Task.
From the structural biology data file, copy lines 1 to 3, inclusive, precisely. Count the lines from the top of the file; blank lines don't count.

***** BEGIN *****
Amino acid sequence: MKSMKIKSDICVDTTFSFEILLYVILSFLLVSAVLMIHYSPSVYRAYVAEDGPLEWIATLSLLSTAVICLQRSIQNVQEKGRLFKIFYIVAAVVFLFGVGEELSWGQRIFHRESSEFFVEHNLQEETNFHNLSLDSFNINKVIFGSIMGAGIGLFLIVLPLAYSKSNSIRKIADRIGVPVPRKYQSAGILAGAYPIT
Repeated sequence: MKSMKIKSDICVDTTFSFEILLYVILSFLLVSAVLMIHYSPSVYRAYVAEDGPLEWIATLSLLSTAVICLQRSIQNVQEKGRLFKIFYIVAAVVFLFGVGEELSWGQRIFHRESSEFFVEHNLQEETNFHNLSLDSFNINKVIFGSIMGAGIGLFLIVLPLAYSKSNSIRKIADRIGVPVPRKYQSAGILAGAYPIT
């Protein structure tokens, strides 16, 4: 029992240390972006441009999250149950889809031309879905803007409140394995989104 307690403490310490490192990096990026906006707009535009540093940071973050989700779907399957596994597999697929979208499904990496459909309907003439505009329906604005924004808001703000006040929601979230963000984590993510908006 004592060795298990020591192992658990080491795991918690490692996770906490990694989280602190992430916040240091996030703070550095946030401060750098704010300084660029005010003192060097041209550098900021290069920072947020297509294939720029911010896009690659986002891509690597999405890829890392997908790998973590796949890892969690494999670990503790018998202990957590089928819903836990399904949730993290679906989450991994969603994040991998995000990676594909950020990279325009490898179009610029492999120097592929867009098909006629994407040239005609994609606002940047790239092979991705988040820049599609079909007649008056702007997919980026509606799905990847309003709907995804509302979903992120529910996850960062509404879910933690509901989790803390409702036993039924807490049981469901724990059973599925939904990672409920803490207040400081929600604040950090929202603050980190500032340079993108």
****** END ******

Amino acid sequence: MKSMKIKSDICVDTTFSFEILLYVILSFLLVSAVLMIHYSPSVYRAYVAEDGPLEWIATLSLLSTAVICLQRSIQNVQEKGRLFKIFYIVAAVVFLFGVGEELSWGQRIFHRESSEFFVEHNLQEETNFHNLSLDSFNINKVIFGSIMGAGIGLFLIVLPLAYSKSNSIRKIADRIGVPVPRKYQSAGILAGAYPIT
Repeated sequence: MKSMKIKSDICVDTTFSFEILLYVILSFLLVSAVLMIHYSPSVYRAYVAEDGPLEWIATLSLLSTAVICLQRSIQNVQEKGRLFKIFYIVAAVVFLFGVGEELSWGQRIFHRESSEFFVEHNLQEETNFHNLSLDSFNINKVIFGSIMGAGIGLFLIVLPLAYSKSNSIRKIADRIGVPVPRKYQSAGILAGAYPIT
């Protein structure tokens, strides 16, 4: 029992240390972006441009999250149950889809031309879905803007409140394995989104 307690403490310490490192990096990026906006707009535009540093940071973050989700779907399957596994597999697929979208499904990496459909309907003439505009329906604005924004808001703000006040929601979230963000984590993510908006 004592060795298990020591192992658990080491795991918690490692996770906490990694989280602190992430916040240091996030703070550095946030401060750098704010300084660029005010003192060097041209550098900021290069920072947020297509294939720029911010896009690659986002891509690597999405890829890392997908790998973590796949890892969690494999670990503790018998202990957590089928819903836990399904949730993290679906989450991994969603994040991998995000990676594909950020990279325009490898179009610029492999120097592929867009098909006629994407040239005609994609606002940047790239092979991705988040820049599609079909007649008056702007997919980026509606799905990847309003709907995804509302979903992120529910996850960062509404879910933690509901989790803390409702036993039924807490049981469901724990059973599925939904990672409920803490207040400081929600604040950090929202603050980190500032340079993108």